(Illustration by Carly Cornejo)

The Pandemic Has Shown That Virtual Learning Can Be Quality Learning

In our series, The Big Fix, industry experts explore how the region can rebound from the coronavirus shutdown

Back Commentary Aug 13, 2020 By Robert S. Nelsen

Editor's note: This story was updated to reflect that The WELL will be closed for the fall semester.

(Photo courtesy of Robert S. Nelsen)

The moment that defined for me just how COVID-19 changed Sacramento State happened the morning I saw a flock of turkeys gathered on our nearly deserted campus. A passing coyote noticed the turkeys, and they seemed to scare him, so he trotted away before suddenly turning back and running at the birds. The turkeys skittered away as fast as they could, but the coyote was much faster. All of a sudden, the turkeys remembered they can fly, and up into the trees they went. They were safe.

That sums up what has happened on our campus: We’re all learning exactly who we are and what we can do. We’ve always known that Sac State is a teaching institution; instruction is at the heart of what we do. Even though we’ve offered online classes, we always thought that instruction is best face-to-face. Now we see that it can be partly face-to-face and partly virtual, or it can be all virtual.

This story is part of our August 2020 Big Fix issue. To subscribe, click here.

We did a double take — like the turkeys and coyote did — and remembered who we are. Our mission is to graduate as many students as we can, as quickly as we can, with the very best education we can give them. Now we have to deliver on something else: safety.

That is why we closed the campus in mid-March to slow the spread of the coronavirus. We gave 1,863 faculty members the difficult task of converting their classes to distance learning in just four days before the spring semester resumed. We sent most of our 1,534 staff members home to work remotely. Despite this abrupt change, only 70 students, out of a total of 31,156, dropped out of school between March 17 and the end of the semester.

One of the most difficult decisions we made was to postpone commencement for our nearly 10,000 graduates from the Class of 2020 — the largest class in Sacramento State’s 73-year-history — until May 2021 at Golden 1 Center.

Adjusting to the New Norm

Sacramento State will look very different this fall because of COVID-19 and social distancing. Only 7 percent of courses will be held in-person to accommodate students, such as those in our nursing program, who must spend time in simulation clinics, and students in dance and theater.

Our dorms will have no more than 1,000 residents, living one student to a room. The Servery at the Dining Commons and the Courtyard Market, both at the residence halls, will be open to feed those students. There may be some grab-and-go options available on campus as well. The University Union as well as our fitness and health center, The WELL, will be closed for the fall semester.

Increasing Options, Partnerships

In the past, when summer-session classes were held on campus, we only had about 4,000 students. This summer, 7,000 students are enrolled, which shows that they like the convenience of taking courses online. We also want our students to have the best education possible, which is why the university committed $1 million in federal funding to fund a program where 800 faculty are honing their skills for virtual teaching.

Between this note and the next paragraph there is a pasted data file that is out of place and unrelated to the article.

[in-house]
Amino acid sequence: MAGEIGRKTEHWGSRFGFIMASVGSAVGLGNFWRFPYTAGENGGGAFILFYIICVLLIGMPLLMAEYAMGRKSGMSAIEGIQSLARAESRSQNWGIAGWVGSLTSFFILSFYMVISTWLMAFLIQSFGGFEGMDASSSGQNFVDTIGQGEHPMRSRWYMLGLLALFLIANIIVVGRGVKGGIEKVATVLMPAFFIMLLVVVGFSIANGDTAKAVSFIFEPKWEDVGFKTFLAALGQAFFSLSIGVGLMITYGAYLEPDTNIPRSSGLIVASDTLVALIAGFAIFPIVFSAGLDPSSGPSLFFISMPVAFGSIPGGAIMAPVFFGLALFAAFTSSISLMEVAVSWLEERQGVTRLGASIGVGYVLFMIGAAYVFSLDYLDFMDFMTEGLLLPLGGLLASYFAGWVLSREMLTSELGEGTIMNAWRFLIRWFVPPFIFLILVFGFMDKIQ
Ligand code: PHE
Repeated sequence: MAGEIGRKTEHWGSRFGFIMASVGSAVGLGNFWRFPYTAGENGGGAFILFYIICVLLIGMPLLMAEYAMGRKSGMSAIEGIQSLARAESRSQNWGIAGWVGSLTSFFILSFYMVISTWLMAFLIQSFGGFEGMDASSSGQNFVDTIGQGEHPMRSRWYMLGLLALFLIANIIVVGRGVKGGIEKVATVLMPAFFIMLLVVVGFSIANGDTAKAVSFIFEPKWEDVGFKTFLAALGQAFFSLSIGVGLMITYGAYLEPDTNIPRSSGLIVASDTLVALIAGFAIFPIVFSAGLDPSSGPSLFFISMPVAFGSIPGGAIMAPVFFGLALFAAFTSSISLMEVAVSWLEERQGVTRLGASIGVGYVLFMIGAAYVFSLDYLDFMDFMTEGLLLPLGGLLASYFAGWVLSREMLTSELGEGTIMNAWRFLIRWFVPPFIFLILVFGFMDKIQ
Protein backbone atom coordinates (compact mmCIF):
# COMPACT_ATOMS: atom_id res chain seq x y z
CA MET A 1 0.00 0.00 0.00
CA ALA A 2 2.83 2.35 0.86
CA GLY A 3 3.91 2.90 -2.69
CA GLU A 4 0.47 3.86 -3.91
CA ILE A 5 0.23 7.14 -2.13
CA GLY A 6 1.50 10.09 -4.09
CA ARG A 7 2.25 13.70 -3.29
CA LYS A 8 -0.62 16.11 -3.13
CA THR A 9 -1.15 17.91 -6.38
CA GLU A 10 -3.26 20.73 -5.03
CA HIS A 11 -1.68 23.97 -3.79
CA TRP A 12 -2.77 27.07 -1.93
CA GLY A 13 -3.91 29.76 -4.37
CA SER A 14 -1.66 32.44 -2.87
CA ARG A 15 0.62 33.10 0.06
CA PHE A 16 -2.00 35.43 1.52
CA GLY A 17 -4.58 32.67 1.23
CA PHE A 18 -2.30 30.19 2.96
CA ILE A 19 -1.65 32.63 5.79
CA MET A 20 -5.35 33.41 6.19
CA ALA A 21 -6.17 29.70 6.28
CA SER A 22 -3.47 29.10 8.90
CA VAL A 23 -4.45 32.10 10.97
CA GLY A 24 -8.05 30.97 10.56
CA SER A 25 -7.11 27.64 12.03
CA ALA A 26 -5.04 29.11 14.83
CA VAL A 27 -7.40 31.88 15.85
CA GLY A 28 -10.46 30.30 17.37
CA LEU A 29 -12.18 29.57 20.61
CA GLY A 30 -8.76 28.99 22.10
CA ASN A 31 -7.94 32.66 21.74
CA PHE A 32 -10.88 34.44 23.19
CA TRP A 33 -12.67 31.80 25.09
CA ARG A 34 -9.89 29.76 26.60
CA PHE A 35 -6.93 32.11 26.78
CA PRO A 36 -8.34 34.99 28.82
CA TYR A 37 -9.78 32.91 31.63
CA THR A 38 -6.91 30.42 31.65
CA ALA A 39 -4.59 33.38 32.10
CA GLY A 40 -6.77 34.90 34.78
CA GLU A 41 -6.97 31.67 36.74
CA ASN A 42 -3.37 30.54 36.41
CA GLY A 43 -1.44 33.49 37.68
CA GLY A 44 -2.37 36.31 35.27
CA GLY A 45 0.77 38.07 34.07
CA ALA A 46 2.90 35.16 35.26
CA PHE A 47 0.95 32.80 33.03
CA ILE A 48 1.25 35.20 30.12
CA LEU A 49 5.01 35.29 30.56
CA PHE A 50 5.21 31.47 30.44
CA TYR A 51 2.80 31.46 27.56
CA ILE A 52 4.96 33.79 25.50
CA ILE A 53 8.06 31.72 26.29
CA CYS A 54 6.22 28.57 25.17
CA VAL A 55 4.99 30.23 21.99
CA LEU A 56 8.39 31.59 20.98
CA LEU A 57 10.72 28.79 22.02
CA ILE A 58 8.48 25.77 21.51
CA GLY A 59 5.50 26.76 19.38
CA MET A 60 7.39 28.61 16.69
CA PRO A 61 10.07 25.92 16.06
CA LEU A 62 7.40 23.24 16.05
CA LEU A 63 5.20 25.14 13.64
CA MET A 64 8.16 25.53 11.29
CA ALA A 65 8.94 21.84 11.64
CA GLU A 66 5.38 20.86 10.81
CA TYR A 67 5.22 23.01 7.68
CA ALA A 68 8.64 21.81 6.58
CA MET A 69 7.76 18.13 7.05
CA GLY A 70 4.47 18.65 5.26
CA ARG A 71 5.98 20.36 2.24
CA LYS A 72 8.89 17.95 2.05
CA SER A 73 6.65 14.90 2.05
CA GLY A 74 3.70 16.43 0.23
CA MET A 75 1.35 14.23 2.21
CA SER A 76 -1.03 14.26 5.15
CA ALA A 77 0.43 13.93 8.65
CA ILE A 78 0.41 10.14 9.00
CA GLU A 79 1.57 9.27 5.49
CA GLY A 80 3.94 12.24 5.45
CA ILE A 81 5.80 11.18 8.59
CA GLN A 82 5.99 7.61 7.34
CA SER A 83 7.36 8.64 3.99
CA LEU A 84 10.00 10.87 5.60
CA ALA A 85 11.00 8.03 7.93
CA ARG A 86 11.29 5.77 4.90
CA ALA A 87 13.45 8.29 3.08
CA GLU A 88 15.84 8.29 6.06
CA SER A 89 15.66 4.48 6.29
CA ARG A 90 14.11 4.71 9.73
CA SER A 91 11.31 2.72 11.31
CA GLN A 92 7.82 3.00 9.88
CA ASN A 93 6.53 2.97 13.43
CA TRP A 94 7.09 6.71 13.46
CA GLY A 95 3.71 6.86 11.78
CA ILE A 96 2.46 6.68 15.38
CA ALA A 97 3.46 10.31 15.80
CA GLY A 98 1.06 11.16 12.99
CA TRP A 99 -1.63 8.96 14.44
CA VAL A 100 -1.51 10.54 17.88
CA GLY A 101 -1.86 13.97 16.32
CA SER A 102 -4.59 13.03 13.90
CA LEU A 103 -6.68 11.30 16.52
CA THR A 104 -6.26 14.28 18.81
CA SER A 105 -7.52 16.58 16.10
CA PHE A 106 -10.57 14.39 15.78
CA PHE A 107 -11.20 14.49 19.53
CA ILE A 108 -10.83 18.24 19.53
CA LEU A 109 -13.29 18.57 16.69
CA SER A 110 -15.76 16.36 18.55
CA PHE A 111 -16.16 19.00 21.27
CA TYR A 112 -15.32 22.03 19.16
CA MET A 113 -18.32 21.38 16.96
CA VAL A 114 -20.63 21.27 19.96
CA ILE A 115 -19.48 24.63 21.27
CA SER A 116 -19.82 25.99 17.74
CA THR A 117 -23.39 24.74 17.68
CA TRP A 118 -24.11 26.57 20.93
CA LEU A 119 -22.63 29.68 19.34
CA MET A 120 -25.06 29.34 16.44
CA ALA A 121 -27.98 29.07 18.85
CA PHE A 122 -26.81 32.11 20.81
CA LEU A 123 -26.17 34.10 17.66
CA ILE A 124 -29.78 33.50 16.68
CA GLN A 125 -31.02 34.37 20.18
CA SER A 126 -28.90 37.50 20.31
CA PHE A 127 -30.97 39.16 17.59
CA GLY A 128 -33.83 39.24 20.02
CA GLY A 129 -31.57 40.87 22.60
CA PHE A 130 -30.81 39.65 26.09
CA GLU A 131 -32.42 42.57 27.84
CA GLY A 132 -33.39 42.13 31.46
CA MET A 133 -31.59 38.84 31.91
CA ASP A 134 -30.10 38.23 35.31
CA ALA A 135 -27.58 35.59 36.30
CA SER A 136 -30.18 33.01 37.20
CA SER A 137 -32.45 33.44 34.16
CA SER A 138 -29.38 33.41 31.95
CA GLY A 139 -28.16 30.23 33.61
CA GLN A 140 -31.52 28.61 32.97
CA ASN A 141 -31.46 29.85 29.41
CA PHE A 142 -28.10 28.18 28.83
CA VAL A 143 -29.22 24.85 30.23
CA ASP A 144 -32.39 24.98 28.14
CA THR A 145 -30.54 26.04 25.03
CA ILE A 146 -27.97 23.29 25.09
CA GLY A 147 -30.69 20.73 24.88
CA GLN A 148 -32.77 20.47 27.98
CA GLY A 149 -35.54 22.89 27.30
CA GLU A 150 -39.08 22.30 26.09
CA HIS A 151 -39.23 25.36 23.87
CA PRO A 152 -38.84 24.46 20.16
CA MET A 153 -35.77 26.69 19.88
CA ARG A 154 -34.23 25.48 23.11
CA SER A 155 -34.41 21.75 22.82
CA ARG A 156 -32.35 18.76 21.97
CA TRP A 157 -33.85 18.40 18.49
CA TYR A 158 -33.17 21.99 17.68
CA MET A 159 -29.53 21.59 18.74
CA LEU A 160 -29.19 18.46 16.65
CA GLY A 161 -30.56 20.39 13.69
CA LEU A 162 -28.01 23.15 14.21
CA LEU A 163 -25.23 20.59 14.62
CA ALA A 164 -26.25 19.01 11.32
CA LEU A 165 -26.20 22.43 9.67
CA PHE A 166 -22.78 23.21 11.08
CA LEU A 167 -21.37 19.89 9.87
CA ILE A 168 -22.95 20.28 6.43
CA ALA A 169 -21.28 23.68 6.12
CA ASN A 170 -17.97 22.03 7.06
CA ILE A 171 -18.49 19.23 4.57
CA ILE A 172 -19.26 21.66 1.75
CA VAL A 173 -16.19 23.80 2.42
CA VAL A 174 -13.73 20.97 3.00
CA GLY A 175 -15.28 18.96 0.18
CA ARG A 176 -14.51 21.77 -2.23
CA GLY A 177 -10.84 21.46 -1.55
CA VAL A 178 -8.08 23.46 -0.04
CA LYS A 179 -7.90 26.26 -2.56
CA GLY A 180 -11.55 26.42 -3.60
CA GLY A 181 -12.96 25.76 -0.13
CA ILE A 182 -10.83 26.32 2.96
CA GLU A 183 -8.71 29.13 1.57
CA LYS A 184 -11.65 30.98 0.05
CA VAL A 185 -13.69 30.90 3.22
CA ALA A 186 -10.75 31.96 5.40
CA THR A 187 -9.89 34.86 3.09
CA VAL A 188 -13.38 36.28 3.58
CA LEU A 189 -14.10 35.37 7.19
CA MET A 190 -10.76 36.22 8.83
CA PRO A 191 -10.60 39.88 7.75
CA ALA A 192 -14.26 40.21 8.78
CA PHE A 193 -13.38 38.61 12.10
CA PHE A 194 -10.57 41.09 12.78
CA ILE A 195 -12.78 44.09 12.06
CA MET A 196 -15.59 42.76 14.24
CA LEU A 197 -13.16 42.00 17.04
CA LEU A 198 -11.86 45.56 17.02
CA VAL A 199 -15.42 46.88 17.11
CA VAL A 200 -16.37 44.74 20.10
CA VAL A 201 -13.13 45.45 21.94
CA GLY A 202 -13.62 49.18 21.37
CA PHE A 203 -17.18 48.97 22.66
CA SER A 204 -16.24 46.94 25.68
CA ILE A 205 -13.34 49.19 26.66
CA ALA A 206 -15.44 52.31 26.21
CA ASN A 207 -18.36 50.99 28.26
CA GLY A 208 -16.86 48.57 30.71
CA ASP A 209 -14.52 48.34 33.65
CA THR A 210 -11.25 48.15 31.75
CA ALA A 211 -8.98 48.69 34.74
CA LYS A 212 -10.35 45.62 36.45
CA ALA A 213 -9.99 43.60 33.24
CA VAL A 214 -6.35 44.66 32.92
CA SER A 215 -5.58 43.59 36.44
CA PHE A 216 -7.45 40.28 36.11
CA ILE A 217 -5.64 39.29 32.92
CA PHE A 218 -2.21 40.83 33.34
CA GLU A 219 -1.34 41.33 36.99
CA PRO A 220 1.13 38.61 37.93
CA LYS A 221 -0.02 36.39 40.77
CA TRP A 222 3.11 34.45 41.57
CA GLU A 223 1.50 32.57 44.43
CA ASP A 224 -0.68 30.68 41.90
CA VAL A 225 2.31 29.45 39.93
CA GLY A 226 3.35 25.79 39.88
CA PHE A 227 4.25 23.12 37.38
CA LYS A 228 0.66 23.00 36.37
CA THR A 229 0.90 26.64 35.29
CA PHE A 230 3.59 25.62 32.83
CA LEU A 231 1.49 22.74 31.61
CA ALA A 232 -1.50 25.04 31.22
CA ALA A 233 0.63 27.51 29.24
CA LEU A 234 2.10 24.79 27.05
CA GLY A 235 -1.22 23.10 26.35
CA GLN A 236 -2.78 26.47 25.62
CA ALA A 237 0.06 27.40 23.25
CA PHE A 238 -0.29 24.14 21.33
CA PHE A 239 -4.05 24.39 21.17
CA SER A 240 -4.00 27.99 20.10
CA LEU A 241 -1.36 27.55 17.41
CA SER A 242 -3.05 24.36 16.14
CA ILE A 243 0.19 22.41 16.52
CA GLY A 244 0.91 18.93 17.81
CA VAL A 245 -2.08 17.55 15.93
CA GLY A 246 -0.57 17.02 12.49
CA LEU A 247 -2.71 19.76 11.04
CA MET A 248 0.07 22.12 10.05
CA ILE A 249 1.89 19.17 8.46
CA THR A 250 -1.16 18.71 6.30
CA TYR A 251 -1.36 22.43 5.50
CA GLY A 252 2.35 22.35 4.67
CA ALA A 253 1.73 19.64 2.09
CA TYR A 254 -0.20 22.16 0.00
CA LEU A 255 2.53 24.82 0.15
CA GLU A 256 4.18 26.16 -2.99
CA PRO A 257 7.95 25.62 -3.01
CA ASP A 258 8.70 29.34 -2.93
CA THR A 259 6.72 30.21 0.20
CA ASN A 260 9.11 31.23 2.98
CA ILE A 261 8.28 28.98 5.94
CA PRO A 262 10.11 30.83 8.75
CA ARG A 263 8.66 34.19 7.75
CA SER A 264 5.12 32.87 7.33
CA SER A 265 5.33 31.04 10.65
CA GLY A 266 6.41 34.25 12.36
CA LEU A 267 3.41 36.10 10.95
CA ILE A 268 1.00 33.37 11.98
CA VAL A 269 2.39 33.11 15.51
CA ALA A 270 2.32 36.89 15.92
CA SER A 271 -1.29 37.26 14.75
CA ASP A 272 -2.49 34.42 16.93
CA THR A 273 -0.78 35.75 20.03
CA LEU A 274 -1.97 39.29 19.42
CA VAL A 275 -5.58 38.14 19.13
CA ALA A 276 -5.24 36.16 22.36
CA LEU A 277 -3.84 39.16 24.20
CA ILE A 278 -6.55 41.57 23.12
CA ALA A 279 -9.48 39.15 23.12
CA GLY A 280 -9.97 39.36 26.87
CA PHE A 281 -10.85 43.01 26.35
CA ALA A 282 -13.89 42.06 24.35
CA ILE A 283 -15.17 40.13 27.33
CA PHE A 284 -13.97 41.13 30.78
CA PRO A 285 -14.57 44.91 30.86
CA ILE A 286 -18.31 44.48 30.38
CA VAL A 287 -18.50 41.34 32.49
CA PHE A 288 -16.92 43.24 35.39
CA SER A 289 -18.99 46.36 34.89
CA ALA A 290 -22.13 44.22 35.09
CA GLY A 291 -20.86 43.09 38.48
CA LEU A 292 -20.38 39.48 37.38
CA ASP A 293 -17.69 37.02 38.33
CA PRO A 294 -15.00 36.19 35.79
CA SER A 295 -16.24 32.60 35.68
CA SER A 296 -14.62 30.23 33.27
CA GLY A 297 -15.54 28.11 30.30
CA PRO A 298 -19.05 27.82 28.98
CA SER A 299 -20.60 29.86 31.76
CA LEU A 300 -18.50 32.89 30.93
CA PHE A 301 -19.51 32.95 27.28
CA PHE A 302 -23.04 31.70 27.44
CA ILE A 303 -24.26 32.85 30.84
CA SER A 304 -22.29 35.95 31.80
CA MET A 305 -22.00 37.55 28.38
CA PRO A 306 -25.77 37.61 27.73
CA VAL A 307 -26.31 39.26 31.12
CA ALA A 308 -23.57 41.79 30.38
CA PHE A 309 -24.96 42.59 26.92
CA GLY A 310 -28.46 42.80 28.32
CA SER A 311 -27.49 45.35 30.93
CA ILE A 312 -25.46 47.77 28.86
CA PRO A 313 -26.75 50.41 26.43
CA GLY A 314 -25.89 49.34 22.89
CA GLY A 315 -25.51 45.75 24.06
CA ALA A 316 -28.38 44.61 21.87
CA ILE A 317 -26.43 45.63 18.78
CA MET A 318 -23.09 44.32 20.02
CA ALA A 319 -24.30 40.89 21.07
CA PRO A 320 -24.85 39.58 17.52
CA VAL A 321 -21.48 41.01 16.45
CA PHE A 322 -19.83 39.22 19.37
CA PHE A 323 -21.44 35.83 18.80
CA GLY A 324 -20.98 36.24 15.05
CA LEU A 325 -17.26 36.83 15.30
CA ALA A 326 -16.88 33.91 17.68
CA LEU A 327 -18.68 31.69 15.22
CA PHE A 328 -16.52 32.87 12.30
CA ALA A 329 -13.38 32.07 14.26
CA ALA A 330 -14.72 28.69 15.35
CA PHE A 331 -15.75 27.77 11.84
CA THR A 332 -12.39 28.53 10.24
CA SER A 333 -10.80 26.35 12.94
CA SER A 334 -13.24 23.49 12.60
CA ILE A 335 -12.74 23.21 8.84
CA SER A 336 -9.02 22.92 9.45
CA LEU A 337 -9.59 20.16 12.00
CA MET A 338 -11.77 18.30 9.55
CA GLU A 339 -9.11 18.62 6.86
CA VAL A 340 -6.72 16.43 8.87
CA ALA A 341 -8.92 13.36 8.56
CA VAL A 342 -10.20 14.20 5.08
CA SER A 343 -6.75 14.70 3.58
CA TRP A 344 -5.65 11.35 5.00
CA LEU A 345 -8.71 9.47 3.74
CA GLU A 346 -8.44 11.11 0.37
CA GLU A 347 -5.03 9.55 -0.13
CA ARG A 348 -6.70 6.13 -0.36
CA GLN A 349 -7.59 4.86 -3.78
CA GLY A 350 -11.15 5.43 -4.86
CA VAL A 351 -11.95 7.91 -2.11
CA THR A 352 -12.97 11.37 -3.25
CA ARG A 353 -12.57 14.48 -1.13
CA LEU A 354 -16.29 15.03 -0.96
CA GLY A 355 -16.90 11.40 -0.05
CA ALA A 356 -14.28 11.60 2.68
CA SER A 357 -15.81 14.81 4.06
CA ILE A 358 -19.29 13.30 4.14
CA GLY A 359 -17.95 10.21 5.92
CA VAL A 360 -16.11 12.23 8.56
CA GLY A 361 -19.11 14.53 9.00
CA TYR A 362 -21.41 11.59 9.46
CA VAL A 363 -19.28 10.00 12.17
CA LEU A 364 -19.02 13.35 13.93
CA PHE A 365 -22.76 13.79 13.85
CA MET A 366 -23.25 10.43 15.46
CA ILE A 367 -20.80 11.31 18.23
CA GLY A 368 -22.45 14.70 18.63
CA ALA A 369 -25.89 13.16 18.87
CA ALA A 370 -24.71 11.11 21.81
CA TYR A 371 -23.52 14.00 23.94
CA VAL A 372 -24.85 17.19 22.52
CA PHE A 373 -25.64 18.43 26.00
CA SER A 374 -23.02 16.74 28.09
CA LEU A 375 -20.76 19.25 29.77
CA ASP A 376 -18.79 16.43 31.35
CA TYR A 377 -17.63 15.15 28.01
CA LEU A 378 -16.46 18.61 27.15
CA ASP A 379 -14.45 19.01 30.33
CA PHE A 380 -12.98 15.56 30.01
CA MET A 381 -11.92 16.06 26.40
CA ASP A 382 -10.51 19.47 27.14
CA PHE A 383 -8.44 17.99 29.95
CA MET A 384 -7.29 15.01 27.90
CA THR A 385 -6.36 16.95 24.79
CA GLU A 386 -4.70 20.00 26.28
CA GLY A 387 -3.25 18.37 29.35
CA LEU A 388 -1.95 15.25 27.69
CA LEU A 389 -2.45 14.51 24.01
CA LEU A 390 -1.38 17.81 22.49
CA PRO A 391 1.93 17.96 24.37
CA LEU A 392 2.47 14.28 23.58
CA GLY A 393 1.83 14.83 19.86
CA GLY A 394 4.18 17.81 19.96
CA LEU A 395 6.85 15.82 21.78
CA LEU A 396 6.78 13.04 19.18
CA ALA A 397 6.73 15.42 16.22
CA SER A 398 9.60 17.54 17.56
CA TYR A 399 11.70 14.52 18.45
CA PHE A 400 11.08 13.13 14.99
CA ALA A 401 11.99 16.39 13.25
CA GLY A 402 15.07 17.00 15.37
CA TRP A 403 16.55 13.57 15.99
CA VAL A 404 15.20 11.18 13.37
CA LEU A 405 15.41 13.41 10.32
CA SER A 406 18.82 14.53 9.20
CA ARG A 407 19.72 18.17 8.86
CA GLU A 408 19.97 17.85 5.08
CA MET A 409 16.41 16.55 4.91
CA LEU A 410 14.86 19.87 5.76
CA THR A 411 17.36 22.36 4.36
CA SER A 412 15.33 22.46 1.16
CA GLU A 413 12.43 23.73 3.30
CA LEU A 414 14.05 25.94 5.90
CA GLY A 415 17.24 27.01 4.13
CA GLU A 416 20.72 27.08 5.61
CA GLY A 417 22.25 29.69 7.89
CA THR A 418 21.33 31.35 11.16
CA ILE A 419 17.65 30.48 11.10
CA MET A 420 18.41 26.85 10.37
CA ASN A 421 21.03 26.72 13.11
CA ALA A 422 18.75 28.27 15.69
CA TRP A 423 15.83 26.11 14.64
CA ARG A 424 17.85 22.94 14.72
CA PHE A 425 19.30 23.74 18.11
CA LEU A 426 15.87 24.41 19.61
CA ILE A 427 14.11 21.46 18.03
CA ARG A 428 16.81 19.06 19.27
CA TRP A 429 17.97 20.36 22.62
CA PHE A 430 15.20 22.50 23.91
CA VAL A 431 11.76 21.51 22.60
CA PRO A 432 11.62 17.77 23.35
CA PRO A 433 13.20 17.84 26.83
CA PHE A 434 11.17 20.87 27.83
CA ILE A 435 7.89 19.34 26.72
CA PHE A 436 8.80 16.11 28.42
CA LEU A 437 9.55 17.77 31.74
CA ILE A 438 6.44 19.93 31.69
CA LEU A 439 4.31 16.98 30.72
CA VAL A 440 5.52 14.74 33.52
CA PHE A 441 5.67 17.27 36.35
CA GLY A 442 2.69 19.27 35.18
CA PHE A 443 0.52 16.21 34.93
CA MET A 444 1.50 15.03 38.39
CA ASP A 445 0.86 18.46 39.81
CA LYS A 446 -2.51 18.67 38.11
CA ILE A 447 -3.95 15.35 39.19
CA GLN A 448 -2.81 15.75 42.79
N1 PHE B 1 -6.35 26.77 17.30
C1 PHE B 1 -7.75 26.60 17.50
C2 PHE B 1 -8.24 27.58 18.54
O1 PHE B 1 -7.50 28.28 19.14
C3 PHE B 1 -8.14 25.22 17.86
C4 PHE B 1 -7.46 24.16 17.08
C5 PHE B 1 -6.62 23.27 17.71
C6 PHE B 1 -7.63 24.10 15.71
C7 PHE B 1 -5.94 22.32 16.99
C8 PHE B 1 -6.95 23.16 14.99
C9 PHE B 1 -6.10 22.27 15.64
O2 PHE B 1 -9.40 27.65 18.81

Sac State will help the region recover with powerful campus-community partnerships such as the Carlsen Center for Innovation & Entrepreneurship, which is offering virtual boot camps and other programs to help young businesses move forward. This summer, the Carlsen Center partnered with FourthWave, a local accelerator for women-led tech companies. The Center’s role is to expand FourthWave’s network of mentors, advisers, subject-matter experts and investors, and offer hands-on support. Two Sac State students will receive Women’s Innovation Fellowships through FourthWave.

Looking Toward the Future

Sacramento State has dedicated itself to being an anti-racist campus and to increasing educational attainment for vulnerable populations — ProjectAttain is a good example of that commitment. The university is leading this initiative alongside Align Capital Region to increase educational attainment for working-age adults (25-64 years old) who began but never finished their degree or postsecondary credential.

There are roughly 345,000 adults with some college education but no degree in the Sacramento region, and a disproportionate share are people of color. Especially during an economic downturn, the least-educated workers are the most vulnerable. ProjectAttain aims to increase our region’s educational attainment to 60 percent by 2025.

The Carnegie Foundation for the Advancement of Teaching rewarded Sac State’s contributions and commitment to the region with its prestigious 2020 Carnegie Community Engagement Classification endorsement. Sacramento State was just one of 119 U.S. colleges and universities to be named a community-engaged campus this year. 

In closing, the future of Sac State is bright because our students are our future. We believe in them, and we are committed to never losing sight of our goal: to graduate students with a great education.

Robert S. Nelsen became Sacramento State’s eighth president in 2015. As the first in his family to attend college, he earned his bachelor’s and master’s degrees in political science from Brigham Young University and his doctorate at the University of Chicago’s John U. Nef Committee on Social Thought. 

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